The Barn Playhouse’s season opener is the “Bee’s Knees”!
The Barn Playhouse opens its 85th season with the hit 2005 Broadway Musical, “The 25th Annual Putnam County Spelling Bee.” Having been a fan of the show and former cast member of another production, I was anxious to revisit this musical theatre favorite written by William Finn and Rachel Sheinkin. The show is set in fictional Putnam County and tells the story of six adolescent children and three adult figures who bring to life all of the stereotypical competition, innocence, anxiety and excitement associated with any tournament of this kind. They compete to win the coveted title of “Region’s Best Speller”, a trip to nationals, and the gold plated, bumble bee adorned trophy all while unexpectedly discovering themselves.
If you have never seen this cleverly written, hilarious show before, you may not know that a good percentage of the script is improvised and involves audience participation throughout. While I do not want to ruin any of the surprises, I can say that if you attend you will not be disappointed with the spontaneity of the action onstage.
As you enter the newly-renovated, intimate converted barn space, you are instantly transported back to your middle school gymnasium complete with scoreboard, gym equipment and bleachers. The set cleverly designed by Michael Fitzgerald with Scenic Artistry by Heidi Schwartz is one to be admired.
Filling this endearing set, is a cast of 9 players led by three very funny adults. Moderating the Bee, is local real estate agent and former Spelling Bee champ, Rona Lisa Peretti (Betsy Oliphant Ross). Ross led the pack with grace and shared her very enjoyable singing voice especially in the complicated “I Love You” song. Joining Rona as word pronouncer extraordinaire, is assistant Vice Principal, Douglas Panch (Tony DeCarlo). DeCarlo’s very comical take on Panch brings a quick wit and sharp tongue to the character reminiscent of an old-school game show host inviting many laughs from the audience and this reviewer. Rounding out the adult pool is comfort counselor, Mitch Mahoney (Eric “Swifty” Acierto), who is always at the ready with a juice box and hug for those eliminated. Acierto filled the stage with his swagger and jovial, yet streetwise attitude making him a lovable parolee.
But how about those spellers?? As the show begins, we are quickly introduced to the competitors of the Bee. First up is Chip Tolentino (Vince Vuono). Vince added many humorous moments and strong vocal ability to the production especially during his ehhh, errr…” unfortunate” scene. Fellow competitor, Marcy Park (Alyssa Reape) commands the stage with her dry and serious, yet comical tone throughout while Reape shows off her vocal gymnastics in “I Speak Six Languages.” Tom Stumme as Leaf Coneybear is the epitome of the awkward enthusiastic child. Stumme animates the character with colorful quirky attire and playful facial expressions. He, along with Acierto, double as the gay dads of the show. Brian Schwartz portrays William Barfee, the intelligent but sloppy nerd of the pack with a sense of arrogance but hilarity. His interaction with Vice Principal Panch was especially funny. However the way in which he was costumed in a sweater vest makes him look more like a senior citizen than younger student. Hannah Weissmann as Logainne SchwartzandGrubenniere lit up the gymnasium with her infectious beaming smile making it hard not to root for her. She was very strong in the role and should be commended for her stage presence. And last, but definitely not least, is Olive Ostrovsky (Julie Luzier). Luzier’s portrayal of Olive was spot on. She thoroughly understood the character and displayed the emotional connection needed to play this part with ease. Her vocals were of particular mention as she shined on many of her songs.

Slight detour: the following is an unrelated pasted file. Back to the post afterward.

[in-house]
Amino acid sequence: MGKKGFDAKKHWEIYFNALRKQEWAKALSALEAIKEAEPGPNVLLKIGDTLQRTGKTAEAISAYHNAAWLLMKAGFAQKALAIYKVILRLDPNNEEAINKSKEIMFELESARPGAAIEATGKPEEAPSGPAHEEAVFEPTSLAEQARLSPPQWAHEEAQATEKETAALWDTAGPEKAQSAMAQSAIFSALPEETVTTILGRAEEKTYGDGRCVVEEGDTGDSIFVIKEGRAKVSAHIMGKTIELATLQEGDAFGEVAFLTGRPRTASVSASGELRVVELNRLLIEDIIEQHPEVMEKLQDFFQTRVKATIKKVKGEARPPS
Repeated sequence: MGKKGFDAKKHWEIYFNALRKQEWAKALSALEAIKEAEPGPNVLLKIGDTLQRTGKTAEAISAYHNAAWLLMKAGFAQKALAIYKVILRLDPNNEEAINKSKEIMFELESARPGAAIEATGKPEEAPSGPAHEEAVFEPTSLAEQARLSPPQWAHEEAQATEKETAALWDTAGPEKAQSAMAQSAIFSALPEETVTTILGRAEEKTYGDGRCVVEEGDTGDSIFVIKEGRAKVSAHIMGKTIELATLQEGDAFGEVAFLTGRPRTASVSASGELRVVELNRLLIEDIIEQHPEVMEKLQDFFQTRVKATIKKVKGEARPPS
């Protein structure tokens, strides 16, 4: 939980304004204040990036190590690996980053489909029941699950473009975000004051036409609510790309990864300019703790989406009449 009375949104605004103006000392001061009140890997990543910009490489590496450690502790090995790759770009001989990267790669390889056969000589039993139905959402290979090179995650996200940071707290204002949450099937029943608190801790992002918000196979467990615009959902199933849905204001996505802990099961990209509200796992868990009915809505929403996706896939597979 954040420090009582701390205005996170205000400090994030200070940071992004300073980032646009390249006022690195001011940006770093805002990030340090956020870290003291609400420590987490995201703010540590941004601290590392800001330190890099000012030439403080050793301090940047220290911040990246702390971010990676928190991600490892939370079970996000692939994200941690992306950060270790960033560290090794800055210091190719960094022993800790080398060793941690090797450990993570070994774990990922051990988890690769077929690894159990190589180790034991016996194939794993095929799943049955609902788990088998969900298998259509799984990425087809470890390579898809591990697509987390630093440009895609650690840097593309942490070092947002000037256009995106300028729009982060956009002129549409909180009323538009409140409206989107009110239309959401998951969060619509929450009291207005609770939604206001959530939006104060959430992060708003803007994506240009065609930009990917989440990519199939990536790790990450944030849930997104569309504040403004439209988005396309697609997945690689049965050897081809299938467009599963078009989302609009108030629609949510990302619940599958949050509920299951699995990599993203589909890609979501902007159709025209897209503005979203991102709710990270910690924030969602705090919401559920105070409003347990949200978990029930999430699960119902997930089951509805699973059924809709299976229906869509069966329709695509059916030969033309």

The Barn Playhouse is one of the very few theatres that still provides a live orchestra and I appreciate this so much. The music for this show, under the direction of Barbara Newberry, was never overbearing and set the tone for an enjoyable evening. The choreography by Shelli Pentimall Bookler was just enough and allowed the spellers to show off their childlike personalities. Director Mary Fitzgerald should be proud of what she is presenting during this season opener. This is definitely a fun night of theatre not to be M-I-S-S-E-D…missed.
**Of special note, this reviewer is a terrible speller and relied on her spell check feature many, many times while writing this.
Remaining show dates include:
Friday, May 3 – 8:00 pm*
Saturday, May 4 – 8:00 pm
Sunday, May 5 – 2:00 pm
Friday, May 10 – 8:00 pm
Saturday, May 11 – 8:00 pm
*Talk back session after performance.
The Barn Playhouse is located at 1700 Christopher Lane in Jeffersonville, PA. Tickets can be reserved by visiting www.barnplayhouse.org.
Photos courtesy of Leslie Hopper